The Light Of The World
I took an unintentional hiatus from writing my column for a while.
Life got a little hectic due to many things, including the pandemic we’ve all been living through, so I apologize for not writing sooner. I hope this finds you all safe and sound, dear readers.
Over the past few months, we have endured a lot, haven’t we? The realization that something smaller that the eye can see can devastate countries, communities and individuals like nothing else. A new, socially distant reality that leaves us feeling lonely and closed off. The uncertainty of this lurking virus that has killed so many and left so many critically ill in its wake. The tragic loss of George Floyd’s life that brought the value of life and the fight against racism to the forefront of America’s consciousness as well as the world’s.
The events that have occurred over these past few months have often left me deep in thought. “What is this all for?” I wondered. When I was feeling isolated and alone, it was easy to drift into a negative line of thinking. Everything seems so bleak right now — what good things can we cling to right now? Where is the light at the end of this tunnel?
Darkness is so easy to drift into, isn’t it? It starts out as an underwhelming gray fog and then gradually increases until your stuck in the middle of a pitch black place you have no way of getting out of. Or, at least, that is how it can feel.
I didn’t live through the Great Depression and the World War II era, but I have a feeling it felt a lot like this. There was a great looming darkness spreading across the earth — of hatred, uncertainty, scarcity and fear. Make no mistake — hatred and anger is as much of a disease as COVID-19. It can exist without anyone seeing it, without anyone knowing it is there — until a hotspot occurs, in which it is hard to contain and even harder to get rid of.
Yet, even in that great darkness, there was hope. In secret corners of the world, groups gathered and fought against the darkness, saving people when they could, helping their neighbors and rallying together, nation partnered with nation, to stop its spread. People, believing in the cause, rationed food, gathered their resources to support the effort and eventually were victorious.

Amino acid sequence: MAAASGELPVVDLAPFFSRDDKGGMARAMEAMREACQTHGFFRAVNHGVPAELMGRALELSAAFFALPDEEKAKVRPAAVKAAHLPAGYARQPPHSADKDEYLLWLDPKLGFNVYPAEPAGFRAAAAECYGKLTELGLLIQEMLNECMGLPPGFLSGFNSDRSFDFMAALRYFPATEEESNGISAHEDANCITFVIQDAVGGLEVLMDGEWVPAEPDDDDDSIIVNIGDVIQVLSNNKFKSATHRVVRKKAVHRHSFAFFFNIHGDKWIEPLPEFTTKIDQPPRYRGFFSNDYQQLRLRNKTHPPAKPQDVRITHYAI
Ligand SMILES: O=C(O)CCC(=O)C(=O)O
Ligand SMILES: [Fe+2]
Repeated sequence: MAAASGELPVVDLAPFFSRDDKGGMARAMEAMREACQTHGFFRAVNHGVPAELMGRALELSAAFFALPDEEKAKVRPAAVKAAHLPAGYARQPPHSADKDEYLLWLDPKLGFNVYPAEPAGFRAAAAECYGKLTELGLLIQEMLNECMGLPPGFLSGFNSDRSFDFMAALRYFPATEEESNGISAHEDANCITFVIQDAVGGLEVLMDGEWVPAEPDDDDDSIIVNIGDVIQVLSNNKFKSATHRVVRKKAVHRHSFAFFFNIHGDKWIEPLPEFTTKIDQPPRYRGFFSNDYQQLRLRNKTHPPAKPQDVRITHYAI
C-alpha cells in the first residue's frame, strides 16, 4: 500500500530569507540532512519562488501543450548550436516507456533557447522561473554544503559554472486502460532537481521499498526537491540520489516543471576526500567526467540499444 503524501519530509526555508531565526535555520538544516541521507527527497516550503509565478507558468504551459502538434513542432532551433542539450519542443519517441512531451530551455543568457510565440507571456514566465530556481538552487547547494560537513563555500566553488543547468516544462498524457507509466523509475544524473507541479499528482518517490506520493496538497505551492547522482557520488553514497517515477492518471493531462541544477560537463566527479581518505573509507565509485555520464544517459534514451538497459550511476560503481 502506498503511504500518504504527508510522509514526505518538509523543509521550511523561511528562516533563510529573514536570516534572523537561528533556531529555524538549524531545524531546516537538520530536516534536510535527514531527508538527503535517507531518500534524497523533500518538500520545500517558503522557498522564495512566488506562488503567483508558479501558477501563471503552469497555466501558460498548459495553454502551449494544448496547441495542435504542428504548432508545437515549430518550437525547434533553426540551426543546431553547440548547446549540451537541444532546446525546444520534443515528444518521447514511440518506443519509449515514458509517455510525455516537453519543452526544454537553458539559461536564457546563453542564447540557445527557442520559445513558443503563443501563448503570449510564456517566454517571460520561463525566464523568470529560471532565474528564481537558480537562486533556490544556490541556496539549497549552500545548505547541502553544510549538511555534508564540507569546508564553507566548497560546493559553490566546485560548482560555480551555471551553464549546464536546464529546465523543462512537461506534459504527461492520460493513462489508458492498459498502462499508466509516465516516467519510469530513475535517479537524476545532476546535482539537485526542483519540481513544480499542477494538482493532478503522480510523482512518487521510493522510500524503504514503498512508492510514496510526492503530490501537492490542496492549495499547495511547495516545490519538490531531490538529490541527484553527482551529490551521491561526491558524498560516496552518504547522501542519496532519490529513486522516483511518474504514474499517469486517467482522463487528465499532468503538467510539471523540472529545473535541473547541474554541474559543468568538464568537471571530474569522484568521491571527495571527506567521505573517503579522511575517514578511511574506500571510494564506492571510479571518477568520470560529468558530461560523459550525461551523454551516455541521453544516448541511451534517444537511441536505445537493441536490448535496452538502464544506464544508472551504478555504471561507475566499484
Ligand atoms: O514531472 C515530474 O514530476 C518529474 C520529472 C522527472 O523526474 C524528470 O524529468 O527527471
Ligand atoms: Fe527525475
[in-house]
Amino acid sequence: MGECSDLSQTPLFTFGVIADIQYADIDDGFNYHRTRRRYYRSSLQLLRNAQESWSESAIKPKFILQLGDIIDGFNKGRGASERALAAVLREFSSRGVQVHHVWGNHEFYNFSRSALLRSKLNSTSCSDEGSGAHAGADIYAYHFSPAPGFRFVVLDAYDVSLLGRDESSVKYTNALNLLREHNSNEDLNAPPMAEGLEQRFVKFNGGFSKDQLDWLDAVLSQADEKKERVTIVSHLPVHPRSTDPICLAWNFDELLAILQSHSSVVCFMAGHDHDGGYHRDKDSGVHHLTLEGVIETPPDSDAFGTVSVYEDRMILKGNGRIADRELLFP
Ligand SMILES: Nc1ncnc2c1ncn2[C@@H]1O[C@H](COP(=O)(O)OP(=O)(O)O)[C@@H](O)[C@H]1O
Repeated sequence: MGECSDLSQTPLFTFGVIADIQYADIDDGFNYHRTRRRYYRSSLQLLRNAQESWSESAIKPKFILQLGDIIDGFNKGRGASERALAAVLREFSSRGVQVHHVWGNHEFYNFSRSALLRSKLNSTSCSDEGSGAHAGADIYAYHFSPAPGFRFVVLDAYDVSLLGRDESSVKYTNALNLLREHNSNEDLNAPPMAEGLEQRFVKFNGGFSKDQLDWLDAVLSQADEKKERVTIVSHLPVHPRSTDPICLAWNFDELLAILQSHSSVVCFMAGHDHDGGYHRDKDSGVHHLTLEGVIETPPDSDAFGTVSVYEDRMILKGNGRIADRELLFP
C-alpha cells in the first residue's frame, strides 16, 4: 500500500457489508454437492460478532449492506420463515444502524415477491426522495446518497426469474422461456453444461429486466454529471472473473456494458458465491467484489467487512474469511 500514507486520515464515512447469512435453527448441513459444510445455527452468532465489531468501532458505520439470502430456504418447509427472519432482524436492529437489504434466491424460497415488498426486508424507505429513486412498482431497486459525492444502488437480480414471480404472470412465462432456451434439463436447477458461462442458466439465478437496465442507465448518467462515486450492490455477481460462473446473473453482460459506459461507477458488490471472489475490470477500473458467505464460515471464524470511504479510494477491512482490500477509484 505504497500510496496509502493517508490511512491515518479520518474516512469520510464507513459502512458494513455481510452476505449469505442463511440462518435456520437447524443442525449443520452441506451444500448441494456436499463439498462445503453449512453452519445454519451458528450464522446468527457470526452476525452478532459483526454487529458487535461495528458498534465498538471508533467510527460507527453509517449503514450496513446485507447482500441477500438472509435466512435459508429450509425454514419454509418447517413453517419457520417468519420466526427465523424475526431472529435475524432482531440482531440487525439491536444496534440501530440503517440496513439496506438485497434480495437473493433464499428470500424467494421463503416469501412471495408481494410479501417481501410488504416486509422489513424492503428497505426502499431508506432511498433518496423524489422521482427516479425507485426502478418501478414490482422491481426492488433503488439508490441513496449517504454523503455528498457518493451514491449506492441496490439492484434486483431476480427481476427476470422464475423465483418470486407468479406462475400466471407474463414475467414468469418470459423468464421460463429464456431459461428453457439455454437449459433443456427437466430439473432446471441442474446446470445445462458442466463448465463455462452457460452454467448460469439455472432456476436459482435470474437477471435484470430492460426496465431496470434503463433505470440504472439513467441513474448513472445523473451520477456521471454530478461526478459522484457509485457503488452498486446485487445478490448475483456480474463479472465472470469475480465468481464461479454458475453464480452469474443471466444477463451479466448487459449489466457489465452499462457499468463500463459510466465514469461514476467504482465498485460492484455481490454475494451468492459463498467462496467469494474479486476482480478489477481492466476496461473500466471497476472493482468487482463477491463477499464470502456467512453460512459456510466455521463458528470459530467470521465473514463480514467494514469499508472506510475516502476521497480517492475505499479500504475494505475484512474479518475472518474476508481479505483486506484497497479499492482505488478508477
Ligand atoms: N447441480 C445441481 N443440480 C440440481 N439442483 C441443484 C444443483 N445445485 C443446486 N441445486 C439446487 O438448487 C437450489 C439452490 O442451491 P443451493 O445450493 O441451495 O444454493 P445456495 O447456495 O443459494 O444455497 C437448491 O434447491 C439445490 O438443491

No effort was too small, no act of kindness too little.
We have a similar opportunity today, my friends. A great many challenges have presented themselves today. Are we facing a physical enemy with which to battle? No. However we are facing a virus, economic complications, social issues and we have the issues of mental health on the horizon. In this time, we can either latch onto feelings of hopelessness and despair, grasping onto the overwhelming darkness; or, like those so many years before us, we can choose to hope. We can choose the light.
My favorite passage in John describes this light, the bright beacon of hope that is Jesus Christ. I won’t quote the full passage here — but if you have a moment, read through the full passage John 1:1-18. It is so significant and beautiful. But, the description of the light is our focus for today — “In him was life, and the life was the light of men. The light shines in the darkness, and the darkness has not overcome it.”– John 1:4-5
The light does indeed shine through the darkness today, dear readers. Darkness cannot and will not overcome the light that is Jesus Christ. And that light, that so freely came into the world, is available today and lives within us. Faith can be difficult in the face of so many difficult things, but that does not make it any less necessary.
In these times of trials, let us look for that light — the light of Christ — to be our way maker. Let us follow in his footsteps, loving God and one another, so that we can spread that light to others. Lord knows the world needs it so much right now. May the Lord bless you and keep you, may the Lord make his face to shine upon you and give you peace, in the Name of the Lord — thanks be to God.